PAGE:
Wednesday, May 25, 2011

Skechers Needs to 'Shape Up' Says the National Eating Disorders Association

For Immediate Release
May 24, 2011

Skechers Needs to 'Shape Up' Says the National Eating Disorders Association

Skechers Needs to 'Shape Up' Says
the National Eating Disorders Association

Offensive Marketing Campaign Targets Young Girls

SEATTLE — May 24, 2011 — For Immediate Release — The National Eating Disorders Association (NEDA) has added its voice to the growing international protest against Skechers’
Shape-ups advertising campaign targeting young girls.

The athletic shoes – which claim to shape and tone the wearer’s legs and bottom just by walking in them (a claim many experts disavow) – were previously targeted at an adult, female demo-graphic. But a recently launched ad campaign clearly targets pre-teen, elementary school-aged children … specifically girls, since there is no comparable shoe for boys.

Says Lynn Grefe, president and CEO of NEDA, “The animated Skechers Shape-ups ad campaign aimed at pre-teen girls is a lost opportunity for a company with a good product. One more seemingly harmless message aimed at young girls is another wolf in sheep’s clothing. Instead of encouraging young girls to be healthy, live a balanced life and feel good about their individuality and natural body type, ads like this tell young girls that they need to “shape up” and run away from food to be popular and successful. I have seen a 10-year-old girl on a feeding tube whose eating disorder started with poor self esteem and evolved as she was trying to shape up. Skechers is the one who needs to shape up!”

“The company has kindly responded to our requests for a discussion, but unfortunately they do not understand or agree with us regarding the innuendo and subliminal message that is being sent to little girls by the name of the shoe and the ad campaign. We believe that it is presumptuous and negative to tell little girls across the country to shape up. We suggested they rethink the marketing to something that is not insulting but rather healthy and positive, such as Skechers for kids, for kids on the move,” Grefe added. “If it’s a good product, it will survive with positive body image messages.”

The sassy animated commercial features young girls as pop stars, who are followed by three boys dressed in costumes as ice cream, a hot dog and a cupcake. A girl wearing Shape-ups confidently strides away from the boys/food.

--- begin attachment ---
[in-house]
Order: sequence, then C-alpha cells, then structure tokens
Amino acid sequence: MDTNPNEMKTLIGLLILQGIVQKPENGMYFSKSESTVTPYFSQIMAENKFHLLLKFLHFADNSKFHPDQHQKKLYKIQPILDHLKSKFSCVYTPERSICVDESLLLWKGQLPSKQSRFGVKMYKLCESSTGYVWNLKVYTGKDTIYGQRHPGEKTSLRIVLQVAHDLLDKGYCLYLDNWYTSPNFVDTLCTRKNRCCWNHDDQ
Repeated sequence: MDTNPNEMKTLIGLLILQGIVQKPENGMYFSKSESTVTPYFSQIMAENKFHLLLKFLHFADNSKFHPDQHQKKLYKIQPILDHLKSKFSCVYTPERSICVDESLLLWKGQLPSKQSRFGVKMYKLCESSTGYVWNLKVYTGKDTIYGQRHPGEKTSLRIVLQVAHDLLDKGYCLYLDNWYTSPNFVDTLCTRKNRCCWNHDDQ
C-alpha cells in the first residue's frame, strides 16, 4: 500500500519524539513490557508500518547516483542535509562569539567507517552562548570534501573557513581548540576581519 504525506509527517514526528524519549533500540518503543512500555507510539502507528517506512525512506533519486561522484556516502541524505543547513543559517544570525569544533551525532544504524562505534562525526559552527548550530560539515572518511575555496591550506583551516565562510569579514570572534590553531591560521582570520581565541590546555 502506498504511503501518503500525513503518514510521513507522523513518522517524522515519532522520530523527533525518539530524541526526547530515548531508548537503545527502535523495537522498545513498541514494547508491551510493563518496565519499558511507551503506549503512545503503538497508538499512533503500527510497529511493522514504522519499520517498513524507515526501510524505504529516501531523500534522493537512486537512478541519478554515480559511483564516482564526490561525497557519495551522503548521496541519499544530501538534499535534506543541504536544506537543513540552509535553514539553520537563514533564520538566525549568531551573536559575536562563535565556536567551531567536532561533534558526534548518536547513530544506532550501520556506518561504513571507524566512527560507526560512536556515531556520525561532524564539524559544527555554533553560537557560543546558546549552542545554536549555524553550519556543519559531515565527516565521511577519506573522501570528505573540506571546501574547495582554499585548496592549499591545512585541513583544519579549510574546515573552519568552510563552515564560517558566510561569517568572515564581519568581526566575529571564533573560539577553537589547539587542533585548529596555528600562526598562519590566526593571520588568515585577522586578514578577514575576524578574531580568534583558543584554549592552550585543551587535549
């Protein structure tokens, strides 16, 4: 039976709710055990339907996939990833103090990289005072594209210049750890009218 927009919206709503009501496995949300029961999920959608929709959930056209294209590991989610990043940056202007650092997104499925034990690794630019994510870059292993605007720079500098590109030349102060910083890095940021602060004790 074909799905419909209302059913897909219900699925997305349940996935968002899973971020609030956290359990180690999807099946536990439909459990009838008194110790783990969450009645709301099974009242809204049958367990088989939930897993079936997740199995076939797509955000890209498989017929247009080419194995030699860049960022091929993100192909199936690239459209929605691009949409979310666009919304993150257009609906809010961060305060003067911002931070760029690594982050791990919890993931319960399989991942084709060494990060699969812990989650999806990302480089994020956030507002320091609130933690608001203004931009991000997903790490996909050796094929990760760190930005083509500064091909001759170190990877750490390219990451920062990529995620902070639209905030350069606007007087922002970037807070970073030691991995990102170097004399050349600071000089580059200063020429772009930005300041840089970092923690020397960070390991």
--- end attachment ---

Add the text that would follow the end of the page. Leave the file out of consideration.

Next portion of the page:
London’s Daily Mail called the commercial “another example of the confusing message of food, sex and clothing” we’re sending to our youth. Wrote the disgusted Huffington Post blogger who began the protest – which has since garnered a ground swell of support from parents’ and women’s organizations and been a topic on such high-profile media outlets as the Today Show, “Should there be NutriSystem for young girls ads on Nickelodeon? Or Zantrex 3 for 8-year-olds advertised on Cartoon Network?”

Skechers President Leonard Armato attempted to “set the record straight” with a response posted on the Huffington Post that compared the goals of their campaign and shoes to the First Lady’s Let’s Move anti-obesity initiative, which is also specifically aimed at children. Comments which drew additional fire.

The National Eating Disorders Association (NEDA), headquartered in Seattle, Wash., is the leading U.S. non-profit organization supporting individuals and families affected by eating disorders. NEDA serves as a catalyst for prevention, cures and access to quality care. Each year, NEDA helps millions of people across the country find information and appropriate treatment resources through its toll-free, live helpline, its many outreach programs and website. NEDA advocates for advancements in the field and envisions a world without eating disorders. For more information, visit
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For Treatment Referrals, Visit
Or Contact NEDA’s Live Helpline: 800-931-2237

Monday – Friday: 8:30 a.m. – 4:30 p.m. (PST)


Greenleaf & Associates — 323-660-5800

Vicki Greenleaf —
Karen Brundage —

Available for Interviews:
• Lynn Grefe, President and CEO of NEDA.
• Doctors, psychologists & other eating disorder treatment specialists throughout the country.
• Recovered eating disorder patients.
• Celebrity NEDA ambassadors.

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